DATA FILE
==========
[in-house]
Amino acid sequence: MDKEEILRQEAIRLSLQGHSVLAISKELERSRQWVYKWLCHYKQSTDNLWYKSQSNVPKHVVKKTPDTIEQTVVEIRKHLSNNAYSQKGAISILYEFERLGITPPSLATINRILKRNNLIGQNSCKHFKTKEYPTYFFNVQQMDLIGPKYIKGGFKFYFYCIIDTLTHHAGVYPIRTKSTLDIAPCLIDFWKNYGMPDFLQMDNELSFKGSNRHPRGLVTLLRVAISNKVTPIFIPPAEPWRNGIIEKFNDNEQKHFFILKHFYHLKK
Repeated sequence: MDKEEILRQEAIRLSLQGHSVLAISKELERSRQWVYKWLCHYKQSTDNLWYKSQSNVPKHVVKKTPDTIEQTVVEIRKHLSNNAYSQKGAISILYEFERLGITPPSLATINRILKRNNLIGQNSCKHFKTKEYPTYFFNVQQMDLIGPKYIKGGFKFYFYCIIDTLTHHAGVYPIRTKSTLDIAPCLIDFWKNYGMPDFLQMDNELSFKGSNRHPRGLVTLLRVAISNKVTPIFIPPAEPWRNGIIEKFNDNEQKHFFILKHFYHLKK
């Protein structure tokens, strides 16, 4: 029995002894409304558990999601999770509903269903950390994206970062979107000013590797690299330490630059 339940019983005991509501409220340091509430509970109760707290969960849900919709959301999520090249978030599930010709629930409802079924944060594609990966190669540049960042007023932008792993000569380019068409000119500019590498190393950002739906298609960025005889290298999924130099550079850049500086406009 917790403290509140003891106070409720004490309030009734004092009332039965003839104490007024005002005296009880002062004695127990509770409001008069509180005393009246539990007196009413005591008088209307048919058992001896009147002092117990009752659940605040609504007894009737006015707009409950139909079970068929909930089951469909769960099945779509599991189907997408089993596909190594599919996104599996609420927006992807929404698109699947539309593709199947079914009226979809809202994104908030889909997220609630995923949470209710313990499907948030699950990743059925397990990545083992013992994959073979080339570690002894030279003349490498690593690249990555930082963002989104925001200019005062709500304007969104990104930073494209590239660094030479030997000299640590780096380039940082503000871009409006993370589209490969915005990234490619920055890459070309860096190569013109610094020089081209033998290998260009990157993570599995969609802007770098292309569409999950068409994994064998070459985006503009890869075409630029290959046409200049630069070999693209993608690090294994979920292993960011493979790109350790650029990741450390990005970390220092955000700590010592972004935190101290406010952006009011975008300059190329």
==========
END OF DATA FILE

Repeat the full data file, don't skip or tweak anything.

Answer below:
[in-house]
Amino acid sequence: MDKEEILRQEAIRLSLQGHSVLAISKELERSRQWVYKWLCHYKQSTDNLWYKSQSNVPKHVVKKTPDTIEQTVVEIRKHLSNNAYSQKGAISILYEFERLGITPPSLATINRILKRNNLIGQNSCKHFKTKEYPTYFFNVQQMDLIGPKYIKGGFKFYFYCIIDTLTHHAGVYPIRTKSTLDIAPCLIDFWKNYGMPDFLQMDNELSFKGSNRHPRGLVTLLRVAISNKVTPIFIPPAEPWRNGIIEKFNDNEQKHFFILKHFYHLKK
Repeated sequence: MDKEEILRQEAIRLSLQGHSVLAISKELERSRQWVYKWLCHYKQSTDNLWYKSQSNVPKHVVKKTPDTIEQTVVEIRKHLSNNAYSQKGAISILYEFERLGITPPSLATINRILKRNNLIGQNSCKHFKTKEYPTYFFNVQQMDLIGPKYIKGGFKFYFYCIIDTLTHHAGVYPIRTKSTLDIAPCLIDFWKNYGMPDFLQMDNELSFKGSNRHPRGLVTLLRVAISNKVTPIFIPPAEPWRNGIIEKFNDNEQKHFFILKHFYHLKK
């Protein structure tokens, strides 16, 4: 029995002894409304558990999601999770509903269903950390994206970062979107000013590797690299330490630059 339940019983005991509501409220340091509430509970109760707290969960849900919709959301999520090249978030599930010709629930409802079924944060594609990966190669540049960042007023932008792993000569380019068409000119500019590498190393950002739906298609960025005889290298999924130099550079850049500086406009 917790403290509140003891106070409720004490309030009734004092009332039965003839104490007024005002005296009880002062004695127990509770409001008069509180005393009246539990007196009413005591008088209307048919058992001896009147002092117990009752659940605040609504007894009737006015707009409950139909079970068929909930089951469909769960099945779509599991189907997408089993596909190594599919996104599996609420927006992807929404698109699947539309593709199947079914009226979809809202994104908030889909997220609630995923949470209710313990499907948030699950990743059925397990990545083992013992994959073979080339570690002894030279003349490498690593690249990555930082963002989104925001200019005062709500304007969104990104930073494209590239660094030479030997000299640590780096380039940082503000871009409006993370589209490969915005990234490619920055890459070309860096190569013109610094020089081209033998290998260009990157993570599995969609802007770098292309569409999950068409994994064998070459985006503009890869075409630029290959046409200049630069070999693209993608690090294994979920292993960011493979790109350790650029990741450390990005970390220092955000700590010592972004935190101290406010952006009011975008300059190329």